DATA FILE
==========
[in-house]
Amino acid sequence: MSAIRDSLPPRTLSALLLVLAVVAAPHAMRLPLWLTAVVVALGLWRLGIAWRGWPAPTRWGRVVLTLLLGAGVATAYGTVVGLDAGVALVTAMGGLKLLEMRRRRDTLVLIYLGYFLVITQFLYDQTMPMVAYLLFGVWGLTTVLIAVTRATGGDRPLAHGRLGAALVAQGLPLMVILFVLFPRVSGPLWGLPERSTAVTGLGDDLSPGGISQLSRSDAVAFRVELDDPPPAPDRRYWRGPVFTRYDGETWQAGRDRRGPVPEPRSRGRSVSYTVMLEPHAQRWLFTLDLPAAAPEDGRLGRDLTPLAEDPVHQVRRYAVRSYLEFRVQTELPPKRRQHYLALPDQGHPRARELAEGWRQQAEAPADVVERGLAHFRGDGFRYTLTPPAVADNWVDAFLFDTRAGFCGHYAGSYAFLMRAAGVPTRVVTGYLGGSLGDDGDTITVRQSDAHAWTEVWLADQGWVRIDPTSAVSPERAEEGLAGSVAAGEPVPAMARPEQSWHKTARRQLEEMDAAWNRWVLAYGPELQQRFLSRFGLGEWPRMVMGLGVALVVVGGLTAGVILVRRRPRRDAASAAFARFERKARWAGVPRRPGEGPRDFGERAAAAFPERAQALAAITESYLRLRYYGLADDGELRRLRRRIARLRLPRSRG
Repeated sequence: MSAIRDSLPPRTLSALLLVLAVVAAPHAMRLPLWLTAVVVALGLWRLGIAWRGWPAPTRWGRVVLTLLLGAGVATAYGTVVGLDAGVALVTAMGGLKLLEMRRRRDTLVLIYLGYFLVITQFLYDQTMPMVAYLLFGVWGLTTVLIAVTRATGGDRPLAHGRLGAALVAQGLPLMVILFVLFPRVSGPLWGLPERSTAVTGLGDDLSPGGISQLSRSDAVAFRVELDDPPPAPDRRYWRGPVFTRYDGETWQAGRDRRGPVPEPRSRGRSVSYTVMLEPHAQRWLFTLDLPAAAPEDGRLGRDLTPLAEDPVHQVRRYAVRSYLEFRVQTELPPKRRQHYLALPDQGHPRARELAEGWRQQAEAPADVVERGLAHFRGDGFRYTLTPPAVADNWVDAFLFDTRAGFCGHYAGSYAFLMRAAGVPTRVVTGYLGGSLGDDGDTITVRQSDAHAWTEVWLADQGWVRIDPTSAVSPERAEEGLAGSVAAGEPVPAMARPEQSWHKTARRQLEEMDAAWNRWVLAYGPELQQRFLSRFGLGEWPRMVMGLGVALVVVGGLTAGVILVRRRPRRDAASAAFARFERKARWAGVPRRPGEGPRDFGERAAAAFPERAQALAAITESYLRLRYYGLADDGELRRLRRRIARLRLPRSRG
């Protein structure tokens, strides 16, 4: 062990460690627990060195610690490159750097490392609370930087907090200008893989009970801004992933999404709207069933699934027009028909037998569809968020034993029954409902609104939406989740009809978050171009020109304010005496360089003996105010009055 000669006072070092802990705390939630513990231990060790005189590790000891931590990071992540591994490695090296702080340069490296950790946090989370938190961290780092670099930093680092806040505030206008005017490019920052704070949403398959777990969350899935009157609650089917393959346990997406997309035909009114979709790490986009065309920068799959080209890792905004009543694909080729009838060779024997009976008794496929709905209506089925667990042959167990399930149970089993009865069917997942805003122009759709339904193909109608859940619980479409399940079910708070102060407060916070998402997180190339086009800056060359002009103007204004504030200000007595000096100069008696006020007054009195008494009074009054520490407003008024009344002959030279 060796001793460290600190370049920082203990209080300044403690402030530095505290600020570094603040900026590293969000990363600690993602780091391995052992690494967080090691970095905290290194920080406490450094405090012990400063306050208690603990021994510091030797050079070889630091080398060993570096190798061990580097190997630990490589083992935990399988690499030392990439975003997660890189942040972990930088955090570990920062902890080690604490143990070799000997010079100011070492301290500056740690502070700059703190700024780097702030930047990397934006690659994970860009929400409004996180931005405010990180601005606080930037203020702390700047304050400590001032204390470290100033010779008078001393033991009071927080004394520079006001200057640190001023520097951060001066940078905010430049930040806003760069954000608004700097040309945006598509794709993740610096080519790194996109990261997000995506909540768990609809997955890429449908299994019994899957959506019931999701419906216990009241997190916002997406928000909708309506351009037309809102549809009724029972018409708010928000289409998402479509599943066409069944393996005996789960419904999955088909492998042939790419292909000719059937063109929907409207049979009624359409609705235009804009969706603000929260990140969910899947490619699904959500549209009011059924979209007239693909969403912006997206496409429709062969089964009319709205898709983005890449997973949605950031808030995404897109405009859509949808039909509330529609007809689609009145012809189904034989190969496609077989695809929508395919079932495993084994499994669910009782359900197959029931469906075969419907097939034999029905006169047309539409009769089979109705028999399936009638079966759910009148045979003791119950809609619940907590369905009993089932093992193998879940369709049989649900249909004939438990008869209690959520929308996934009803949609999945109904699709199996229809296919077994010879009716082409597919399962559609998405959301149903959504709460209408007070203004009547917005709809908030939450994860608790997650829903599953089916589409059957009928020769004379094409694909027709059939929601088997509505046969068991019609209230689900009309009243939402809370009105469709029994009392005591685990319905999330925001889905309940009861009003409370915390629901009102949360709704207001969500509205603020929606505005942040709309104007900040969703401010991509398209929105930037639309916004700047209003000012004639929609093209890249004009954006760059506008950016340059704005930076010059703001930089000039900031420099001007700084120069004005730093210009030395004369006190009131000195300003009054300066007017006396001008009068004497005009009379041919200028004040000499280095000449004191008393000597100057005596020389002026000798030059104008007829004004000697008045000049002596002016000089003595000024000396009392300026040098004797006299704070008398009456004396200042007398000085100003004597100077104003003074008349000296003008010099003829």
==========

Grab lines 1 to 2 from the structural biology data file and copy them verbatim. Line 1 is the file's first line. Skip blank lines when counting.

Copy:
[in-house]
Amino acid sequence: MSAIRDSLPPRTLSALLLVLAVVAAPHAMRLPLWLTAVVVALGLWRLGIAWRGWPAPTRWGRVVLTLLLGAGVATAYGTVVGLDAGVALVTAMGGLKLLEMRRRRDTLVLIYLGYFLVITQFLYDQTMPMVAYLLFGVWGLTTVLIAVTRATGGDRPLAHGRLGAALVAQGLPLMVILFVLFPRVSGPLWGLPERSTAVTGLGDDLSPGGISQLSRSDAVAFRVELDDPPPAPDRRYWRGPVFTRYDGETWQAGRDRRGPVPEPRSRGRSVSYTVMLEPHAQRWLFTLDLPAAAPEDGRLGRDLTPLAEDPVHQVRRYAVRSYLEFRVQTELPPKRRQHYLALPDQGHPRARELAEGWRQQAEAPADVVERGLAHFRGDGFRYTLTPPAVADNWVDAFLFDTRAGFCGHYAGSYAFLMRAAGVPTRVVTGYLGGSLGDDGDTITVRQSDAHAWTEVWLADQGWVRIDPTSAVSPERAEEGLAGSVAAGEPVPAMARPEQSWHKTARRQLEEMDAAWNRWVLAYGPELQQRFLSRFGLGEWPRMVMGLGVALVVVGGLTAGVILVRRRPRRDAASAAFARFERKARWAGVPRRPGEGPRDFGERAAAAFPERAQALAAITESYLRLRYYGLADDGELRRLRRRIARLRLPRSRG